Africa’s private health sector under spotlight for non-quality-assured antimalarial drugs

Researchers say there is need to explore the market for the recommended first-line medicines for treating uncomplicated malaria in Sub-Saharan Africa — also known as  Artemisinin Combination Therapy(ACT); which are mainly distributed by the private sector.

In a study published in the Malaria Journal (25 May), the researchers examined the extent to which non-quality-assured artemisinin combination therapy (non-QAACT) are available in the private and public sectors in eight malaria endemic countries in Sub-Saharan Africa — Benin, Democratic Republic of the Congo, Kenya, Madagascar, Nigeria, Tanzania, Uganda and Zambia— between 2009 and 2015.

During the study, about 50,000 eligible outlets were screened whereas over 336,000 antimalarials were audited, including more than 78,000 quality-assured ACT and 83,000 non-QAACT— medicines which have not been granted global regulatory approval.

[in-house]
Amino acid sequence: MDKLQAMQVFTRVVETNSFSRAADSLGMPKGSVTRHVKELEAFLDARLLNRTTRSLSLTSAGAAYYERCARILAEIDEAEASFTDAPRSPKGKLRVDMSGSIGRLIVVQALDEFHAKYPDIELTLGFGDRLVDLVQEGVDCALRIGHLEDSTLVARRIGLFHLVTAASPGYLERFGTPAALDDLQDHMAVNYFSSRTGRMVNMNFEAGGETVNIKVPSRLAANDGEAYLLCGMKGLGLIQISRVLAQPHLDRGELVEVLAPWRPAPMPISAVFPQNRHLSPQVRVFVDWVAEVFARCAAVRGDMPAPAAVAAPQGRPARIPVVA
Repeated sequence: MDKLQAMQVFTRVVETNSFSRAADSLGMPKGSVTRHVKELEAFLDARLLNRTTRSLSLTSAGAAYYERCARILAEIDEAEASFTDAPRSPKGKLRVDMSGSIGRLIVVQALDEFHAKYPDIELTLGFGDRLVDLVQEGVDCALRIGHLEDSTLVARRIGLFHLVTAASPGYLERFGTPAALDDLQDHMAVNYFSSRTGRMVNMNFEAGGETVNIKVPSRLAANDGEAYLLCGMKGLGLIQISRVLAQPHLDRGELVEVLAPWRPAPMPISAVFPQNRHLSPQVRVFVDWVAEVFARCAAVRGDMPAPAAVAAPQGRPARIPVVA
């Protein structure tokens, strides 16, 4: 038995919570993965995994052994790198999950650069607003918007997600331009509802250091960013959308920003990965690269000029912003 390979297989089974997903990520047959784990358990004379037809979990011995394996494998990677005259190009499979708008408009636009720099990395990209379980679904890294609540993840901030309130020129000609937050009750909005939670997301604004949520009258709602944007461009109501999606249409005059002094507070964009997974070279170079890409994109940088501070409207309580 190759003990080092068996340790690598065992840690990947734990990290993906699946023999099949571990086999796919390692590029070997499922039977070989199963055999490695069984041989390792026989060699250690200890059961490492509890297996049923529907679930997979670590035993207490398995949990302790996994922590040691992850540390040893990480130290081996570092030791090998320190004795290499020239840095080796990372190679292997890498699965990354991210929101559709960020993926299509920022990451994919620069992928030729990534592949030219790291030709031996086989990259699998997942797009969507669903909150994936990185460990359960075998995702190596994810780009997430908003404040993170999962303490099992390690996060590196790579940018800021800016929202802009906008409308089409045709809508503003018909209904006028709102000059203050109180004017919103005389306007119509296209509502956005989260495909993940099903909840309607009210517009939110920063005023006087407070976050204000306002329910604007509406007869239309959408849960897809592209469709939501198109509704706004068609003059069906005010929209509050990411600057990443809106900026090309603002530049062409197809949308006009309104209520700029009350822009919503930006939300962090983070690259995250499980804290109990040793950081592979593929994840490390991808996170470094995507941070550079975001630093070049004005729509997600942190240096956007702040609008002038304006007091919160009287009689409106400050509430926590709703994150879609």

The Quality-assured antimalarials are drugs certified by World Health Organization (WHO). They contain the indicated amount of active pharmaceutical ingredient (API) as opposed to poor quality or substandard ones that may not contain the specified amount of API.

Experts have warned that the rise of non-QAACT is critical and could hamper the efforts to control malaria, apart from endangering people’s health. They have also called for strong regulations and local production of antimalarials.

In 2014/15, non-QAACT were most commonly available in Kinshasa (83%), followed by Katanga (53%), Nigeria (48%), Kenya (42%), and Uganda (33%), the study reveals.

Non-QAACT accounted for 20% of the market share in the private sector in Kenya, followed by Benin and Uganda (19%), Nigeria (12%) and Zambia (8%); this figure was 27% in Katanga and 40% in Kinshasa. Public sector non-QAACT availability and distribution was much lower, with the exception of Zambia (availability, 85%; market share, 32%).

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